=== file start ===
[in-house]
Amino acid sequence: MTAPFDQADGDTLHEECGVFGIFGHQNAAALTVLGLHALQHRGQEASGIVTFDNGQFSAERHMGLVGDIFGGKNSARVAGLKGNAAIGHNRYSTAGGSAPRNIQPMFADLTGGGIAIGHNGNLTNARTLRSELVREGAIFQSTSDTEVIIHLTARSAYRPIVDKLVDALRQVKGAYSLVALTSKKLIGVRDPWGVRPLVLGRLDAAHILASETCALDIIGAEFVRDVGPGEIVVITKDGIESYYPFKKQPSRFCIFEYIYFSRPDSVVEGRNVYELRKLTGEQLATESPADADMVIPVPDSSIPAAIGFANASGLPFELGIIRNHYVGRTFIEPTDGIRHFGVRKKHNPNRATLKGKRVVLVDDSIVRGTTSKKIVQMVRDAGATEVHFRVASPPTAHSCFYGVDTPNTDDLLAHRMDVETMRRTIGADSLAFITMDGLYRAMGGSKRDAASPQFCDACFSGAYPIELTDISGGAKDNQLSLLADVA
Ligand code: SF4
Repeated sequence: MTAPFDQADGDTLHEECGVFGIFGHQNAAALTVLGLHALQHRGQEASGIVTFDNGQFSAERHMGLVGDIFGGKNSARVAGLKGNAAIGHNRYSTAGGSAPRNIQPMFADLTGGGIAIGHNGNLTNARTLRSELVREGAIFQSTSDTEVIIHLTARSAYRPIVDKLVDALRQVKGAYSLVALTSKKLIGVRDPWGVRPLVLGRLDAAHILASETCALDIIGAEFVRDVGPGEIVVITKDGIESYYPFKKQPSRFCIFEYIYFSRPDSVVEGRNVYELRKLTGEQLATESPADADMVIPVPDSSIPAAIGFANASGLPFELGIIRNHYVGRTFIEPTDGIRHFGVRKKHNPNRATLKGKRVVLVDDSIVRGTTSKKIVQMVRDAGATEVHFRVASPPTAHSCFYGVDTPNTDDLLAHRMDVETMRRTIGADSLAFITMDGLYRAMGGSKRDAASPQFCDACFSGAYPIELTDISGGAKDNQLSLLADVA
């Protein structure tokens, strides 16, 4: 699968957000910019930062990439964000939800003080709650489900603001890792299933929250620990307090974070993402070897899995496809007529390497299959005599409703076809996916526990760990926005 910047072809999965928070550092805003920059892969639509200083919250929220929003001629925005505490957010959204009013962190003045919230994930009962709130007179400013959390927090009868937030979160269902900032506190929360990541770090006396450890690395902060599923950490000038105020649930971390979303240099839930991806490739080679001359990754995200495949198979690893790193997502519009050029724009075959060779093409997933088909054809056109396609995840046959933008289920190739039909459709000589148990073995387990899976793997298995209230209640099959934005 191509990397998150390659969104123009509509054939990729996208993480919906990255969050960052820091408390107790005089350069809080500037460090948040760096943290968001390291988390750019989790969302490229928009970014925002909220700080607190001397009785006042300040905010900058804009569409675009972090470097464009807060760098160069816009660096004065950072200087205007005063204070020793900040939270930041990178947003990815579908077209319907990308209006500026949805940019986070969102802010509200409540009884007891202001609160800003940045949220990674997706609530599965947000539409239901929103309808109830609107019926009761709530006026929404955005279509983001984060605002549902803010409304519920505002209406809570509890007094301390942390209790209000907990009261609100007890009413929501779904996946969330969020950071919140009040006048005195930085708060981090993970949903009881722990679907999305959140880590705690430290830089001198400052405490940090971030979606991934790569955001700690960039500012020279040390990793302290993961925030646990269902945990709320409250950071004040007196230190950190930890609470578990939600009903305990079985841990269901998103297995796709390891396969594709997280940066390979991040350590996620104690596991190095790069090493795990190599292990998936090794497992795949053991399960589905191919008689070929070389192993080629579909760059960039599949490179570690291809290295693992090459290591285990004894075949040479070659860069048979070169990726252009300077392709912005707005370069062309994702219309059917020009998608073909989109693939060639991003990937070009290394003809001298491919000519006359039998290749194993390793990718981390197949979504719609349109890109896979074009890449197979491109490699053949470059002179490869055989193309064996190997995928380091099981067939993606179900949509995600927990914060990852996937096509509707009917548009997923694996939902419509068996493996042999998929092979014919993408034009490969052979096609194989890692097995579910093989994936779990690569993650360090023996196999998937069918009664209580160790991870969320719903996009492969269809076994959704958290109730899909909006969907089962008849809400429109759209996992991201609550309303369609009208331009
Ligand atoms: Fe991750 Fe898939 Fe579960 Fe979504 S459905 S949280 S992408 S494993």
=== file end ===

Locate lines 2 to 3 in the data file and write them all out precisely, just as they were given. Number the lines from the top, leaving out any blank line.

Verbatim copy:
Amino acid sequence: MTAPFDQADGDTLHEECGVFGIFGHQNAAALTVLGLHALQHRGQEASGIVTFDNGQFSAERHMGLVGDIFGGKNSARVAGLKGNAAIGHNRYSTAGGSAPRNIQPMFADLTGGGIAIGHNGNLTNARTLRSELVREGAIFQSTSDTEVIIHLTARSAYRPIVDKLVDALRQVKGAYSLVALTSKKLIGVRDPWGVRPLVLGRLDAAHILASETCALDIIGAEFVRDVGPGEIVVITKDGIESYYPFKKQPSRFCIFEYIYFSRPDSVVEGRNVYELRKLTGEQLATESPADADMVIPVPDSSIPAAIGFANASGLPFELGIIRNHYVGRTFIEPTDGIRHFGVRKKHNPNRATLKGKRVVLVDDSIVRGTTSKKIVQMVRDAGATEVHFRVASPPTAHSCFYGVDTPNTDDLLAHRMDVETMRRTIGADSLAFITMDGLYRAMGGSKRDAASPQFCDACFSGAYPIELTDISGGAKDNQLSLLADVA
Ligand code: SF4